America’s jobs of the future will require a post-secondary education. Increasing job complexities and skill demands from employers will result in fewer low-skill jobs being generated. In addition, low-skill work is becoming mechanized and, therefore, obsolete.
By 2018, Mississippi will have 128,000 new jobs in its economy. Of the new jobs, 73,000 will require a post-secondary education, while jobs for high school graduates and dropouts will grow by 55,000. As the table shows, this places Mississippi within the top 5 states that will see an increase in jobs not requiring a high school diploma. This labor forecast presents both challenges and opportunities for Mississippi. With a higher concentration in jobs for high school dropouts/graduates Mississippi will be challenged to reconcile that these jobs are typically low-skill, low-pay employment that often results in workers having to utilize public benefit programs. The labor forecast also presents an opportunity for Mississippi, indicating that post-secondary credentials will provide the training needed to both fill several of the trending occupations in the state while attracting new industry and jobs. These jobs will provide good wages that allow families to be self-sufficient, but will also require a modern labor force that has the skills needed to succeed.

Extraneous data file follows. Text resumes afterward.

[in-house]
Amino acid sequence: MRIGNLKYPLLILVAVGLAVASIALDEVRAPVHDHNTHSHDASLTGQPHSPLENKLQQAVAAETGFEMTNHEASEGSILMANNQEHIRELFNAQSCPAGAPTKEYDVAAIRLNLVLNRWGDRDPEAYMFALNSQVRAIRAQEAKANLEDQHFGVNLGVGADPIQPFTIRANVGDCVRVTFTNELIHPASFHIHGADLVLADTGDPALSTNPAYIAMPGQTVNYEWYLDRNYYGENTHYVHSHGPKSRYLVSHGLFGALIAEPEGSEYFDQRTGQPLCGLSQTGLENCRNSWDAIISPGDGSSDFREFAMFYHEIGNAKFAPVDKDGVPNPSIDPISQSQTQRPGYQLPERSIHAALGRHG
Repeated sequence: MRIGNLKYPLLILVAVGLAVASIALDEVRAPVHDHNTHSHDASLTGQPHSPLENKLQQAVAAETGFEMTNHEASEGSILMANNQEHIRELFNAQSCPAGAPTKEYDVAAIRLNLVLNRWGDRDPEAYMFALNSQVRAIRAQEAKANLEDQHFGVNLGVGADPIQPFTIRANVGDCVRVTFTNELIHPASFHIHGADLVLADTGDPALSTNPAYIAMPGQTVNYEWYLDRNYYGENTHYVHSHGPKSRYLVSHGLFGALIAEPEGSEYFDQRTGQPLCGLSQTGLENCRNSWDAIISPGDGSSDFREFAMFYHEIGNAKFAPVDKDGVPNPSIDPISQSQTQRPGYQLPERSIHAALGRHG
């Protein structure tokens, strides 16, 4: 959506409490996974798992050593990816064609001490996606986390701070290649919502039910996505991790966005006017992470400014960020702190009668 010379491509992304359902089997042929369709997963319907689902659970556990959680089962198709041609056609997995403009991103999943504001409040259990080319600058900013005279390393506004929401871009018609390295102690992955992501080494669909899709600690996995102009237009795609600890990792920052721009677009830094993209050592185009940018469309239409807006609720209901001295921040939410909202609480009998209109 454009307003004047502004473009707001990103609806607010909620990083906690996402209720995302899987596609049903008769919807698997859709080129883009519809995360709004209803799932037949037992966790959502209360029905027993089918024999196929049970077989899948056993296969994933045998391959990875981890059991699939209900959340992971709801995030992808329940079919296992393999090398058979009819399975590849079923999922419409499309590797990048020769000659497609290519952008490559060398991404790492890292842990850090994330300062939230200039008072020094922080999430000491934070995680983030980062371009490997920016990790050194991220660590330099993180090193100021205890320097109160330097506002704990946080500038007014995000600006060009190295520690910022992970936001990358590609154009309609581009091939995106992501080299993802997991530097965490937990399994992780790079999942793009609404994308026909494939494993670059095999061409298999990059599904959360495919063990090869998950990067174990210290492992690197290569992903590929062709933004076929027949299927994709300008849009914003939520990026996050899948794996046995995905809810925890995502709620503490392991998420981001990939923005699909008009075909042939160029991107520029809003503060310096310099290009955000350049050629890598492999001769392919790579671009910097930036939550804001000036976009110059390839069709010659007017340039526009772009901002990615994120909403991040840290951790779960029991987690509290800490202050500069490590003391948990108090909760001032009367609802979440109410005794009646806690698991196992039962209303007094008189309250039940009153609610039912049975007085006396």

Raising the skill level of Mississippi’s workforce will not be an overnight fix; however, there are key investments that can be made now to capitalize on the opportunity. First, Mississippi’s community college system must be given more resources to handle a growing student population unable to pay for higher education. With funding of state aid programs remaining relatively flat, along with Federal Pell Grant changes that will result in thousands of Mississippi students losing their financial aid, community colleges are placed in a precarious financial position. With the costs of higher education rising, and state funding remaining stagnant, Mississippi colleges have had to turn to tuition increases to make up for the shortfall. Second, Mississippi must move to incorporate high school graduates and dropouts into its modern economy. Nearly 1 in 6 adults do not have a high school education or GED in Mississippi. This group is a potential economic resource for Mississippi, but they must be provided skill training. Mississippi must devote resources toward developing new models in developmental education which will create pathways for adults to acquire training for in demand careers that pay good wages.
Nationally, labor trends are demanding a more flexible, skilled worker. With the right investments, Mississippi has an opportunity to create a workforce that is well-positioned to absorb market needs as well.
-Dee Polk, policy analyst